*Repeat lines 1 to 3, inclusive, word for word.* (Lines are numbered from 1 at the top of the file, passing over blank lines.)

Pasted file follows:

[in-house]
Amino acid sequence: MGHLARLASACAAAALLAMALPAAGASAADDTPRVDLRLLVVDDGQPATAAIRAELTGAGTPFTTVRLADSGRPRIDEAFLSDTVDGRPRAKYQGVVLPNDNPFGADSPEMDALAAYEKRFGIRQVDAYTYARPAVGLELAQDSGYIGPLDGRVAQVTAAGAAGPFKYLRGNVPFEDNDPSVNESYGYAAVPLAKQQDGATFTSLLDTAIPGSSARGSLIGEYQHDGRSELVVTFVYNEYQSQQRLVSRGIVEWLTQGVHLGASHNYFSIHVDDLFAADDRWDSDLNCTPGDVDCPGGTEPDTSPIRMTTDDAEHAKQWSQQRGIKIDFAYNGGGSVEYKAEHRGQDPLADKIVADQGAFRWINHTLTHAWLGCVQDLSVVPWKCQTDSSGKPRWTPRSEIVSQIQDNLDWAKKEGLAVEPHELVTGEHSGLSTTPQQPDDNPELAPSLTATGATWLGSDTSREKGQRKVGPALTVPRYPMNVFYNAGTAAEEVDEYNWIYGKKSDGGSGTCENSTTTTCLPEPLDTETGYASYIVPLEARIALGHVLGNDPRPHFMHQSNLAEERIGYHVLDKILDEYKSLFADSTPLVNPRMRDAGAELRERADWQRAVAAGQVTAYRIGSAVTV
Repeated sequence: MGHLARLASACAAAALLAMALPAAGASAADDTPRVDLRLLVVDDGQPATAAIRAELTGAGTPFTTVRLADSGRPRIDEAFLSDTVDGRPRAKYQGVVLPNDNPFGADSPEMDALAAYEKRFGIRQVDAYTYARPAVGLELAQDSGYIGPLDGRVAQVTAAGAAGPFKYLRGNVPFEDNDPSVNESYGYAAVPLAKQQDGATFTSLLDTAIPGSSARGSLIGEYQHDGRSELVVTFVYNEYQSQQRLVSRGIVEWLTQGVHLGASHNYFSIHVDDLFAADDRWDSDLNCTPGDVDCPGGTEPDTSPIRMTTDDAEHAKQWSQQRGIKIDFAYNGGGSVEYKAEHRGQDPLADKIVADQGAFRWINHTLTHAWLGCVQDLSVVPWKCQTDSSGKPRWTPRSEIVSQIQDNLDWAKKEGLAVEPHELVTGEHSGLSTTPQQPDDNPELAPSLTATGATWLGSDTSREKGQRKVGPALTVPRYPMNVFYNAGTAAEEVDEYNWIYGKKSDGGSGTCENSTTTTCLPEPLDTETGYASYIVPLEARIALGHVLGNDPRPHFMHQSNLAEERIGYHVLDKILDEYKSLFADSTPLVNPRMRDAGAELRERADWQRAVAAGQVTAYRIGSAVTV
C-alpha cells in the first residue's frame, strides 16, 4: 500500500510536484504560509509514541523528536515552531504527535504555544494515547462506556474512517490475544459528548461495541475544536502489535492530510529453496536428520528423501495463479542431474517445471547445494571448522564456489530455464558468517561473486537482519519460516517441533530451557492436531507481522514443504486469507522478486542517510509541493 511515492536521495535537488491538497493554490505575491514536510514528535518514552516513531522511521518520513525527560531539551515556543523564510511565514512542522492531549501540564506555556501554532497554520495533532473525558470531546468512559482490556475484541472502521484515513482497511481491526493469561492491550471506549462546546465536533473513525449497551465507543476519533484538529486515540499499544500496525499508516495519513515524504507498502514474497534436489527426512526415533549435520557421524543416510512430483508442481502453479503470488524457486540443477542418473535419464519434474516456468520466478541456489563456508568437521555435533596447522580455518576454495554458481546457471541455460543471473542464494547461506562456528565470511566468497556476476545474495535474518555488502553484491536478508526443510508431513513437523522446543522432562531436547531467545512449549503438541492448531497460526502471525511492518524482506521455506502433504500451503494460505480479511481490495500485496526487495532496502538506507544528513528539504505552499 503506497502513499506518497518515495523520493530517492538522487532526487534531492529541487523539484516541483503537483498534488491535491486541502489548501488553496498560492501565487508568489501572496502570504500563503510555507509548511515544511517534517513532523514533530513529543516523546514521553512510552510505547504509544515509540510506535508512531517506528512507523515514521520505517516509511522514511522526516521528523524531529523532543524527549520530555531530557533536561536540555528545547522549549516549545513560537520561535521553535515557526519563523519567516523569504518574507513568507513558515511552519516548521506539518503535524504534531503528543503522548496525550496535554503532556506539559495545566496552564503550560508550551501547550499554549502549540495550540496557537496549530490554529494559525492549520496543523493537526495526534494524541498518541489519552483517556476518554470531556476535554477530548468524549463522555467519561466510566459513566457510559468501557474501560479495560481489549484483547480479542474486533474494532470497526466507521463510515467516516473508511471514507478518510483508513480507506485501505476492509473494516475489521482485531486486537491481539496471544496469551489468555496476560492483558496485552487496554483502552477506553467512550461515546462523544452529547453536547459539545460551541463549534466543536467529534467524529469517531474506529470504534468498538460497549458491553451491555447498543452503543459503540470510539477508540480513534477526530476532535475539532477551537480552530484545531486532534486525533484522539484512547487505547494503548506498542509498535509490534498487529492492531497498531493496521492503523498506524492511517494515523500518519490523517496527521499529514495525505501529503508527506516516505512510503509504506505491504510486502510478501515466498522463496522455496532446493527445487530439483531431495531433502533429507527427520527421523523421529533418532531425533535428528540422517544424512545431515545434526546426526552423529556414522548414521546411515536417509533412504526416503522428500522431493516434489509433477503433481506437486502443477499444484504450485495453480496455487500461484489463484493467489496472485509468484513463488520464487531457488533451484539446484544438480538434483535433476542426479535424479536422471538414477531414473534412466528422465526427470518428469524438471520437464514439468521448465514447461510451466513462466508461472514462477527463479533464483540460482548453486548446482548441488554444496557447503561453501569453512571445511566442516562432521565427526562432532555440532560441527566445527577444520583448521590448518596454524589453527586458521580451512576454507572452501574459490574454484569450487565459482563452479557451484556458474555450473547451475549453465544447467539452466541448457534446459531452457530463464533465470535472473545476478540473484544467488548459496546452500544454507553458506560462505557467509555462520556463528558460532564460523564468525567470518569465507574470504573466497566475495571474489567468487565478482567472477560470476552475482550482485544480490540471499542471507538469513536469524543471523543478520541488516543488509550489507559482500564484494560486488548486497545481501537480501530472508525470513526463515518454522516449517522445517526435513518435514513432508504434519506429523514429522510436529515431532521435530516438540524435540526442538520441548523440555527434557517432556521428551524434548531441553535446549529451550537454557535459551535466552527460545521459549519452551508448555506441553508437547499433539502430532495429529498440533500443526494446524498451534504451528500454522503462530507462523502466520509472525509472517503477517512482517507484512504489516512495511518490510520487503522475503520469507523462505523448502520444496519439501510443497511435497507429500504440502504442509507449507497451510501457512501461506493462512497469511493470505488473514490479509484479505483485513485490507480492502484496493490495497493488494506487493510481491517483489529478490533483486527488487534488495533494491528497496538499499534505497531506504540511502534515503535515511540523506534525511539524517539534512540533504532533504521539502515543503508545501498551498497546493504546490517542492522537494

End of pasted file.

[in-house]
Amino acid sequence: MGHLARLASACAAAALLAMALPAAGASAADDTPRVDLRLLVVDDGQPATAAIRAELTGAGTPFTTVRLADSGRPRIDEAFLSDTVDGRPRAKYQGVVLPNDNPFGADSPEMDALAAYEKRFGIRQVDAYTYARPAVGLELAQDSGYIGPLDGRVAQVTAAGAAGPFKYLRGNVPFEDNDPSVNESYGYAAVPLAKQQDGATFTSLLDTAIPGSSARGSLIGEYQHDGRSELVVTFVYNEYQSQQRLVSRGIVEWLTQGVHLGASHNYFSIHVDDLFAADDRWDSDLNCTPGDVDCPGGTEPDTSPIRMTTDDAEHAKQWSQQRGIKIDFAYNGGGSVEYKAEHRGQDPLADKIVADQGAFRWINHTLTHAWLGCVQDLSVVPWKCQTDSSGKPRWTPRSEIVSQIQDNLDWAKKEGLAVEPHELVTGEHSGLSTTPQQPDDNPELAPSLTATGATWLGSDTSREKGQRKVGPALTVPRYPMNVFYNAGTAAEEVDEYNWIYGKKSDGGSGTCENSTTTTCLPEPLDTETGYASYIVPLEARIALGHVLGNDPRPHFMHQSNLAEERIGYHVLDKILDEYKSLFADSTPLVNPRMRDAGAELRERADWQRAVAAGQVTAYRIGSAVTV
Repeated sequence: MGHLARLASACAAAALLAMALPAAGASAADDTPRVDLRLLVVDDGQPATAAIRAELTGAGTPFTTVRLADSGRPRIDEAFLSDTVDGRPRAKYQGVVLPNDNPFGADSPEMDALAAYEKRFGIRQVDAYTYARPAVGLELAQDSGYIGPLDGRVAQVTAAGAAGPFKYLRGNVPFEDNDPSVNESYGYAAVPLAKQQDGATFTSLLDTAIPGSSARGSLIGEYQHDGRSELVVTFVYNEYQSQQRLVSRGIVEWLTQGVHLGASHNYFSIHVDDLFAADDRWDSDLNCTPGDVDCPGGTEPDTSPIRMTTDDAEHAKQWSQQRGIKIDFAYNGGGSVEYKAEHRGQDPLADKIVADQGAFRWINHTLTHAWLGCVQDLSVVPWKCQTDSSGKPRWTPRSEIVSQIQDNLDWAKKEGLAVEPHELVTGEHSGLSTTPQQPDDNPELAPSLTATGATWLGSDTSREKGQRKVGPALTVPRYPMNVFYNAGTAAEEVDEYNWIYGKKSDGGSGTCENSTTTTCLPEPLDTETGYASYIVPLEARIALGHVLGNDPRPHFMHQSNLAEERIGYHVLDKILDEYKSLFADSTPLVNPRMRDAGAELRERADWQRAVAAGQVTAYRIGSAVTV